Meeting with Sister Nai and Charles and traveld to a Maasai School

We had a great meeting with Nai, my African sister who lived with me in the states for 3 months, and her husband Charles.  Charles is a lawyer who I sought advice on how to establish on NGO status in Tanzania.  He is going to assist Hope Ministries with getting that done and I am very appreciative of his legal advice.  We discussed other opportunities for Hope Ministries.

On Sunday we took a long journey with Nai and her friend Flomena on a 2 hour trip via very challenging roads to visit the Emboreet Secondary School.  They took us to a fairly new Maasai school that was started four years ago.  Flomena and her husband, being Maasai, wanted to help educate  these children so they can have a chance at a future.  Many of these Maasai girls do not get a chance at an education because they are sold for cows and married to men that are much older than themselves and then start a married life at a very young age and then have children.  Their lives are met with much hardship and Maasai men are allowed to have many wives.  Since the Maasia men have started going to other villages and cities, they bring home HIV to the villages.  Then they have multiple wives and then the virus is spread.

Since one of my first visits to Tanzania, I heard the sad stories of the Maasai girls, and I have felt called to help these girls get an education.  Thus Nai introduced me to this friend that has started a school.  They currently have 96 boys and 75 girls that attend the school.  It is a government supported school and just recently built a girls dormitory so they would not need to walk miles to go to school.  They found that if they did the families would put them to work and then would not come back to school.  As they gave us a tour of the facilities, which has many needs, we found that the girls we sleeping 2 to a bed and it was a twin mattress laying on the floor and they had no place for clothes.  The mattresses they slept on were 5-6 inch pieces of foam rubber.  The kitchen was a shelter of wood and tin and they cooked over open fires.  The main meals were rice and beans.  The parents of the kids are asked to help provide food like maize, corn and beans that they harvest from their fields to help feed the children.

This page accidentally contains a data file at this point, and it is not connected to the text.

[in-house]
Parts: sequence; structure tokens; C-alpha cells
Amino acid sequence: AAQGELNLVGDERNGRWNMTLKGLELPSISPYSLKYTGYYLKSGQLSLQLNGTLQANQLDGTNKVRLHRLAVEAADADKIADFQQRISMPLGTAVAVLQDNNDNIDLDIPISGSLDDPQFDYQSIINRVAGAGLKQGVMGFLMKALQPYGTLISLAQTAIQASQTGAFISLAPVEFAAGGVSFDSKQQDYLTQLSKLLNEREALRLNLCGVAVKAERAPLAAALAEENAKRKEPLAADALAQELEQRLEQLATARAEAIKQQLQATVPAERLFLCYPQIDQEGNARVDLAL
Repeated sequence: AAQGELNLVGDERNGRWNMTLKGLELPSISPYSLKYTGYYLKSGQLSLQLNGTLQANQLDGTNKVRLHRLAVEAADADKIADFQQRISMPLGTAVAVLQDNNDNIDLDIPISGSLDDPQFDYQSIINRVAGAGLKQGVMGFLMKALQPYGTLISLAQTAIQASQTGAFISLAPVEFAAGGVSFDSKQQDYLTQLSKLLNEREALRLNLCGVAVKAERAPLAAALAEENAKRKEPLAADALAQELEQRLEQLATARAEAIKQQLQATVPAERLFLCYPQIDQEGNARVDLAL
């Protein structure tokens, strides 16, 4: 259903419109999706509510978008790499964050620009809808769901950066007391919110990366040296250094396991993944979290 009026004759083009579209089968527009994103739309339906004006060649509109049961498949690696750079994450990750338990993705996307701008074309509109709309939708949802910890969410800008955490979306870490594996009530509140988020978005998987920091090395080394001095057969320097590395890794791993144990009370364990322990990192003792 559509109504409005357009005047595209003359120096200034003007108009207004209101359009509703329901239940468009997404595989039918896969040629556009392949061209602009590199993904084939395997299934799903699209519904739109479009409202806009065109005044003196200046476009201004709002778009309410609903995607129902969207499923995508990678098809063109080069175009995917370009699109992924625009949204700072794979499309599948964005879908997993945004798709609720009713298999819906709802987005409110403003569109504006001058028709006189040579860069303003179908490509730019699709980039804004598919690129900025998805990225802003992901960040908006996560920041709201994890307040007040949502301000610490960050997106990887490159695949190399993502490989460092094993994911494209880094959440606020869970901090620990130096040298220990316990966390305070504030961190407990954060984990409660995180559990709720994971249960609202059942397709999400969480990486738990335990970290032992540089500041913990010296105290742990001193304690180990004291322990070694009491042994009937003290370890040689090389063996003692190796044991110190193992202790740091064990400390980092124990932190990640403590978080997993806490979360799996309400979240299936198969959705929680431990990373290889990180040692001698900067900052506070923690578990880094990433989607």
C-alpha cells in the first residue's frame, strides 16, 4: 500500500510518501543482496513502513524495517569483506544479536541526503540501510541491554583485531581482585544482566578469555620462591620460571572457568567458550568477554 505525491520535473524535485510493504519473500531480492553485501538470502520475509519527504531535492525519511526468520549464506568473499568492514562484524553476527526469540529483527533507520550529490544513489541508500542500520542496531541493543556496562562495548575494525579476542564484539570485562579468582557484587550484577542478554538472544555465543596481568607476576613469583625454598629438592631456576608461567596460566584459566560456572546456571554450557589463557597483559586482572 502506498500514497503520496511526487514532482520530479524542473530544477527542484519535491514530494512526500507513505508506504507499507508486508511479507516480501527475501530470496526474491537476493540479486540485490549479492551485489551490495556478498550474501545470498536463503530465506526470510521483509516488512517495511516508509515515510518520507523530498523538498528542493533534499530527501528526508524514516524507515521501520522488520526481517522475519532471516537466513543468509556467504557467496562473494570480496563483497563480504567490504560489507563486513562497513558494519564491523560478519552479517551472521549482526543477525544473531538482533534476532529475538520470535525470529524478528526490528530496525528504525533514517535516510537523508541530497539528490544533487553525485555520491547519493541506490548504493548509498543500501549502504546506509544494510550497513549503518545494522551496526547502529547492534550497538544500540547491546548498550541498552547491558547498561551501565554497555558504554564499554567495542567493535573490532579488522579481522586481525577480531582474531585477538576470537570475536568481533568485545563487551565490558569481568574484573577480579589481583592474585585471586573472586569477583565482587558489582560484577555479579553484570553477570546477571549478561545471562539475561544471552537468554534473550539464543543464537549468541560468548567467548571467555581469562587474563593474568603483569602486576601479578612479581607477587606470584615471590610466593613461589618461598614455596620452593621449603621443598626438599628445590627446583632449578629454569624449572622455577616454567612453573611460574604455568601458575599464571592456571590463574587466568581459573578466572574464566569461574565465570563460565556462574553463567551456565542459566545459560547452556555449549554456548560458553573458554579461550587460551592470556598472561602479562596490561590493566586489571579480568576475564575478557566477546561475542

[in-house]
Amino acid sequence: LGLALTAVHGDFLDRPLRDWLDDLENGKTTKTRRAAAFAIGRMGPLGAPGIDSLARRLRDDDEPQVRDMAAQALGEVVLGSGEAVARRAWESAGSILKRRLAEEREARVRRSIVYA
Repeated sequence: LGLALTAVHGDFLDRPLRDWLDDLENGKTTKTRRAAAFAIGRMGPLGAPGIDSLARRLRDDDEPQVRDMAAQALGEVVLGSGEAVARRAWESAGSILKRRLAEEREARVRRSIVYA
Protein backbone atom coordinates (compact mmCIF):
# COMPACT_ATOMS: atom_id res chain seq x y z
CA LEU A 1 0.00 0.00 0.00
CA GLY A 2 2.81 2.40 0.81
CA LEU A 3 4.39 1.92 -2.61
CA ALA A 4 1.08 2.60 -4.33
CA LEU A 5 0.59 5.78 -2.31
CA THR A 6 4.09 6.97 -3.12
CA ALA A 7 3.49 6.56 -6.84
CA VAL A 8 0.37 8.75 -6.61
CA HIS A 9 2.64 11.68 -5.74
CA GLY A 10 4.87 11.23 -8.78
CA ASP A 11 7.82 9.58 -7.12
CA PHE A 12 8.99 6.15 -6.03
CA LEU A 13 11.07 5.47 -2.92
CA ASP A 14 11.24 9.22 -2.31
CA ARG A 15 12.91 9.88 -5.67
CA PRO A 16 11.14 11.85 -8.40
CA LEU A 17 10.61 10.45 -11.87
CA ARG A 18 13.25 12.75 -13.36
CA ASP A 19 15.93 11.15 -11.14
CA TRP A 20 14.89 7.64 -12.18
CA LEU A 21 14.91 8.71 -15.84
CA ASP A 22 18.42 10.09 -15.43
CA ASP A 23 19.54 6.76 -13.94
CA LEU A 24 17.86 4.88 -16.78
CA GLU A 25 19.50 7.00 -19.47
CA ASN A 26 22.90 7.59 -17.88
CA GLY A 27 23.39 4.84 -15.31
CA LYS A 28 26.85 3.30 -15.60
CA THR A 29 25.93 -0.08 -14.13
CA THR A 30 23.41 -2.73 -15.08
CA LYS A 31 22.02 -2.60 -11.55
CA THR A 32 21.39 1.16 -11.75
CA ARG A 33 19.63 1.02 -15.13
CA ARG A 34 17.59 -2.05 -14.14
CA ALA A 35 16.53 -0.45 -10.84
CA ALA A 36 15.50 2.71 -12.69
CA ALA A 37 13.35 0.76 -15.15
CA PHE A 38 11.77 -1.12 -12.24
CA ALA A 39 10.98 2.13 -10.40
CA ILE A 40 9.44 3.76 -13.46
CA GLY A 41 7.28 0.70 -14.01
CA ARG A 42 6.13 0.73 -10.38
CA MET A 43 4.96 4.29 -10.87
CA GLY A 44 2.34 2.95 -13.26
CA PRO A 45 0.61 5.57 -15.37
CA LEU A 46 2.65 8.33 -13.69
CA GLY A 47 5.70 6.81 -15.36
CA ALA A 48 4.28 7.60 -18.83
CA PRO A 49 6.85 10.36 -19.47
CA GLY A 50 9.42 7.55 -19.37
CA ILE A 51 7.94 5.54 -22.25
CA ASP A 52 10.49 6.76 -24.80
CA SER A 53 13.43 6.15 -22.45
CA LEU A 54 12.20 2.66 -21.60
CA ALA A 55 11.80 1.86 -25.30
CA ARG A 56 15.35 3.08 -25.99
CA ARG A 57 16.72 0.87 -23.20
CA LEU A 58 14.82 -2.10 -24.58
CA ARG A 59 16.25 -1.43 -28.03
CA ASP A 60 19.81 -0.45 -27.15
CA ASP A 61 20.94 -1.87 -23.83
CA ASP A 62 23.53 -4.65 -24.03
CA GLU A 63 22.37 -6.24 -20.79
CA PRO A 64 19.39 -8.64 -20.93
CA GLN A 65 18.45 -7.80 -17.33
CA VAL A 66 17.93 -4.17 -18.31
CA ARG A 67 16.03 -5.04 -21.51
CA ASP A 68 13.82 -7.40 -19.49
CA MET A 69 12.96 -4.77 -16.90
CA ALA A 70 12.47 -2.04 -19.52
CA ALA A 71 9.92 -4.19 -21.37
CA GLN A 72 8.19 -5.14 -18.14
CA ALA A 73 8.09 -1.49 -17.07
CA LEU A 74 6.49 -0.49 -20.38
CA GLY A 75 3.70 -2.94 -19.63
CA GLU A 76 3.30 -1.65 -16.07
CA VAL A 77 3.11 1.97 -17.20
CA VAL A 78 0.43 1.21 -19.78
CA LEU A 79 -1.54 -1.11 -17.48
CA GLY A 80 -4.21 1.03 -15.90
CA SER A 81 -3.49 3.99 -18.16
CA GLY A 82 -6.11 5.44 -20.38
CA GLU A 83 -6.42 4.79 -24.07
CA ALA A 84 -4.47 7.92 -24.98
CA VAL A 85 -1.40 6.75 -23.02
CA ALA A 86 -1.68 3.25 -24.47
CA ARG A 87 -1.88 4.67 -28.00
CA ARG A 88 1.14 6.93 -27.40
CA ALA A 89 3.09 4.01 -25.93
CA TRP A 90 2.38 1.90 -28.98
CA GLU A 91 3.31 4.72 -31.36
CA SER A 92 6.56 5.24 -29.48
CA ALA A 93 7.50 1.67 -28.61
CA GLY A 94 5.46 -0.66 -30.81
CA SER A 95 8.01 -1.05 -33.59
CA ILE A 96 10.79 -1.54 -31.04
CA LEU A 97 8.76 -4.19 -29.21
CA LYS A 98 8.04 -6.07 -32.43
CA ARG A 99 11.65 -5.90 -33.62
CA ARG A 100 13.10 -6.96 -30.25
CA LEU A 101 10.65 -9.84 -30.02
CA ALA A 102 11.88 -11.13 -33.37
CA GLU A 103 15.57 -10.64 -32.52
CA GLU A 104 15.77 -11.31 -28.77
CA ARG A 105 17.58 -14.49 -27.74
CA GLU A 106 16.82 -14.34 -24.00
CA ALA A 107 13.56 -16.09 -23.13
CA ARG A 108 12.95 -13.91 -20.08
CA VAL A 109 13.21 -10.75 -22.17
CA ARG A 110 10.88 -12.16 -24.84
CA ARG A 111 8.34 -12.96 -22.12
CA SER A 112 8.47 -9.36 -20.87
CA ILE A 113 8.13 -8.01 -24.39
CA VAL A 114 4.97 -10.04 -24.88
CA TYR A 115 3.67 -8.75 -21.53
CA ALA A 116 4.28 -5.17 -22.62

I am continually amazed and saddened by the poverty and needs of these people.  I complimented Flomena and her husband for the assistance they are trying to give to these children, but they need help to make this happen.  If these kids are educated they have a hope for a future.  I heard stories of Maasai girls who are only 12 or 13 years old and they are sold for cows because the family needs food to survive and she may be sold and married to a 50 or 60 year old man.  It is so sad.  Then it starts a life of babies having babies.  These girls have children at way too young of age and then have many.  Now they have to deal with the affects of HIV on their families.   As I heard these stories I sat back and thanked God for allowing my children and grandchildren to be born in a country where these things do not happen.  How can we help these beautiful children of God?  This is the conversations that Lee and I had with the school headmaster, Nai and Flomena.

Please pray for these precious children.


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